Cryptocurrencies and blockchain technologies that underlie them have become a de facto integral part of the economy. However, the legal field of their regulation still needs to be defined.

The Securities and Exchange Commission (SEC) acts as the main regulator of the crypto market in the United States. Its representatives claim that cryptocurrencies are securities, so they’re subject to regulation under the Securities Act. However, the term “securities” has no clear definition in law, and the Howey Test is the only way to identify them.

Let’s find out what this test is and how its use can change the U.S. crypto market.

Where Did the Term Come From?

The Howey Test: What Is It, and Why Is It Dangerous for the Crypto Industry?

The term “Howey Test” emerged after the SEC’s litigation against W. J. HOWEY CO. back in 1946. The regulator accused the company’s reps of selling unregistered securities. 

Those very “securities” in the proceedings were citrus groves the firm had sold to outside investors. The hitch of the process was that the businessmen offered the investors a leaseback agreement. In other words, the investors leased back the citrus plots to HOWEY, which then planted citrus trees there. And the market value of such plots grew primarily because of the harvest.

The Supreme Court of the United States recognized that the buyers of the plots had thus invested in the company. So, there was an “investment contract.” Interestingly, even this term hasn’t been well defined in U.S. law. The Supreme Court merely ruled that an investment contract is a scheme for “the placing of capital or laying out of money in a way intended to secure income or profit from its employment.”

Several key parameters began to be used to determine whether a financial transaction is an “investment contract” and therefore subject to regulation under the Securities Act. These are what later became known as the Howey Test.

Basic Criteria of the Howey Test

The Howey Test: What Is It, and Why Is It Dangerous for the Crypto Industry?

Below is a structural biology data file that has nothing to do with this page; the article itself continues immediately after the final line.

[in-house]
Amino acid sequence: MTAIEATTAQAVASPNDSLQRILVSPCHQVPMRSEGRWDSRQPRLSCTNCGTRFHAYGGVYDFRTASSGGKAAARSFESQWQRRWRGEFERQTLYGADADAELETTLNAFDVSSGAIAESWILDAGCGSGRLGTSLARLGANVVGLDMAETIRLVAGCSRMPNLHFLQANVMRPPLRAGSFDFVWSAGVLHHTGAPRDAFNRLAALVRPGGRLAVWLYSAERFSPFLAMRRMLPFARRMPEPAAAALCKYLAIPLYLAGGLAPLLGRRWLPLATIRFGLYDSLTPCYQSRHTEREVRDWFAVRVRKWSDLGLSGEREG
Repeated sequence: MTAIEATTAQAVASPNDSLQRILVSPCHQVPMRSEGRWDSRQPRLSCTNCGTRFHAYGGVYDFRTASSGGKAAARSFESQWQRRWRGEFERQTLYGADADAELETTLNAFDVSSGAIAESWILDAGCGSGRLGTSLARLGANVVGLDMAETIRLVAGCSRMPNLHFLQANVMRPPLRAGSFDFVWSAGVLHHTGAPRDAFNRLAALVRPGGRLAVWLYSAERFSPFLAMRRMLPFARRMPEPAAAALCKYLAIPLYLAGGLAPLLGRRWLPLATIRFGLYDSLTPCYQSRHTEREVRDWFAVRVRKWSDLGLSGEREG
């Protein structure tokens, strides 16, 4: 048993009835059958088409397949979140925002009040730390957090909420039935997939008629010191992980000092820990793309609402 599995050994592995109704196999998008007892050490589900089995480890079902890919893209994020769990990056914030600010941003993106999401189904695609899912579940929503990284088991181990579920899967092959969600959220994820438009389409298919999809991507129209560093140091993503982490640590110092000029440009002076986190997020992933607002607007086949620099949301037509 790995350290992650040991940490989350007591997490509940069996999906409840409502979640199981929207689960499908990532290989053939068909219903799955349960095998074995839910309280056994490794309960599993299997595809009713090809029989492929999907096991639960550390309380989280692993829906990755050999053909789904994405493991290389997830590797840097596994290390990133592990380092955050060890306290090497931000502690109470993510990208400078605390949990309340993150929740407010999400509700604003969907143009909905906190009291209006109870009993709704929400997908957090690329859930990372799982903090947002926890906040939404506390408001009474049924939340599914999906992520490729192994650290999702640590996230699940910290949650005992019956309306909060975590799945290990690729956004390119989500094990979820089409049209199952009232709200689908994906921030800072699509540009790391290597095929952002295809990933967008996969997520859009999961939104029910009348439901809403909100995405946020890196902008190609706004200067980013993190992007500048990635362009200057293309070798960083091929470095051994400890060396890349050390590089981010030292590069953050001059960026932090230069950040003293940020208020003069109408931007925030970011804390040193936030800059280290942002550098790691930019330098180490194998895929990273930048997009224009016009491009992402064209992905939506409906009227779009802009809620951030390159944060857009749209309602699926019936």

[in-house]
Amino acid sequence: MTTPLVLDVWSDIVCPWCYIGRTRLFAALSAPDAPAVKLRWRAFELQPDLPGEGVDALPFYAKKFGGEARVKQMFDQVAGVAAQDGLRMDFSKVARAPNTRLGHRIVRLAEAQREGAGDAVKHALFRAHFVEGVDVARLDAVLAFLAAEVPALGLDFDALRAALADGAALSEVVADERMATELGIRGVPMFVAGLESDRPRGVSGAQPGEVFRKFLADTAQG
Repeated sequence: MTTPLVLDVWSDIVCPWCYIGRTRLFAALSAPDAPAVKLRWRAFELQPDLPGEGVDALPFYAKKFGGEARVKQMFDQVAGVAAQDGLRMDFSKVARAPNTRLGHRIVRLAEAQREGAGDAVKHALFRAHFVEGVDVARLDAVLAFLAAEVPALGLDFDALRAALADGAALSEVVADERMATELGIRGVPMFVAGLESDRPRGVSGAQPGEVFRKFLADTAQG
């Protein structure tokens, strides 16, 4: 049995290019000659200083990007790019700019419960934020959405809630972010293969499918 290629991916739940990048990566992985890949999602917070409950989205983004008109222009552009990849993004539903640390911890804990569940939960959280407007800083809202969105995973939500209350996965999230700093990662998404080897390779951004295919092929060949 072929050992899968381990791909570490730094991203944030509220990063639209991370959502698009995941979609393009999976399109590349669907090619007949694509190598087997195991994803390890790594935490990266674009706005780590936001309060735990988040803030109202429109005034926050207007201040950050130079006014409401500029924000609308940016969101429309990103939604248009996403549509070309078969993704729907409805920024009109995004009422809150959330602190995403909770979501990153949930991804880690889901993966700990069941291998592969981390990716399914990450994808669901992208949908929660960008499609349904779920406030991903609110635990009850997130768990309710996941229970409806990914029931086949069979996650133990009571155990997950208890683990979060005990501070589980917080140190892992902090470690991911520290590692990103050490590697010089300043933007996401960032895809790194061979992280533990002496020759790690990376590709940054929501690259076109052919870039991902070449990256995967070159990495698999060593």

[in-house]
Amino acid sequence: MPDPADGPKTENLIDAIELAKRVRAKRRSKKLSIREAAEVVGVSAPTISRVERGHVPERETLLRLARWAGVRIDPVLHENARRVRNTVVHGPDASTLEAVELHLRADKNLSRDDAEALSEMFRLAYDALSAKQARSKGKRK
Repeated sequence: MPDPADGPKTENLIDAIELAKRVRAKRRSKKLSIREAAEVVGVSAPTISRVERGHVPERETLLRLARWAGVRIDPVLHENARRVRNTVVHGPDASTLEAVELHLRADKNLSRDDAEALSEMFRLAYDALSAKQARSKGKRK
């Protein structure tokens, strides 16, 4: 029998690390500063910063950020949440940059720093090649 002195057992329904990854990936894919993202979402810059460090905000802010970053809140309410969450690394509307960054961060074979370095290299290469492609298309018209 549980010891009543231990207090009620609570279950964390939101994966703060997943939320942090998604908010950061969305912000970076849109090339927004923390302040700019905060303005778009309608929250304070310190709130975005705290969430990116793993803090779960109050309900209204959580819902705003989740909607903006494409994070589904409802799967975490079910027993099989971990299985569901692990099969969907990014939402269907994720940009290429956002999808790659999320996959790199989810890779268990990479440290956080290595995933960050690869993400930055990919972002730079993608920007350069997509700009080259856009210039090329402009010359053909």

The Howey Test includes four questions:

  1. Were funds invested within a transaction?
  2. Were funds invested in a common enterprise?
  3. Did an investor expect a profit when making a transaction?
  4. Was the expected profit related to the efforts of others?

The questions may be worded differently, however, the essence remains the same. If all the questions are answered affirmatively, then there’s an investment contract, and the financial transactions are related to securities manipulation. Hence, this proves the legitimacy of the SEC’s regulation of the process. 

Therefore, investing in securities constitutes any commercial operation, by means of which the investor puts money into a common enterprise to get income. The success of such investment directly depends on the efforts of the transaction’s organizers. So, the SEC has the right to require the organizers of these transactions to undergo mandatory registration with the agency.

How Does the Howey Test Apply to Cryptocurrencies?

The Howey Test: What Is It, and Why Is It Dangerous for the Crypto Industry?

The SEC makes extensive use of the Howey Test as part of its crypto industry regulation. The agency’s attention is riveted on the promotion of cryptocurrency projects and, in particular, on initial coin offerings (ICOs). The SEC believes that if the company attracts investors by promising them “profits,” then the instrument used to make the investment is a security. 

All of the SEC’s lawsuits against crypto firms are based on whether an ICO meets the criteria of the Howey Test. The regulator only needs to prove that investors are investing in a crypto project expecting to profit while the crypto company is putting effort into developing its project. 

First, the SEC conducted a review of Bitcoin based on the Howey Test. In 2019, the agency acknowledged that BTC wasn’t a security because the token never sought crowdfunding or public assistance. Some analysts believe that the SEC didn’t recognize BTC as a security because the first cryptocurrency had no issuer, so there was simply no one to hold responsible.

However, using the Howey Test, the regulator proved that many other cryptocurrencies were securities. For example, in 2020, the District Court for the Southern District of New York recognized the Gram token of Telegram, which was forced to shut down the project, as a security. There are dozens of such examples. In 2020, the SEC was able to collect more than $4.68 billion in fines from various crypto firms this way.

In 2023, the SEC continues to actively use the test as evidence of its authority in numerous lawsuits against various crypto companies. For example, in February 2023, the SEC forced Kraken to shut down its crypto-staking program. Now, the agency intends to sue the issuer of the BUSD stablecoin, arguing that the asset’s distribution process fulfills every prong of the Howey Test.

Each lawsuit by the SEC using the Howey Test poses a danger to the entire crypto industry, as it could set a hazardous precedent. If the U.S. court recognizes all cryptocurrencies as securities, the regulator will have virtually unlimited control over the sector. This is exactly what Ripple’s lawyers, who have been holding the defense in court for more than two years, are trying to prevent.

To recap, the Howey Test resulted from the SEC’s litigation against two small business breeders more than 70 years ago. Yet, the precedent set by that court case allows the agency to regulate the emerging financial technology market to this day. 

Author: Nataly Antonenko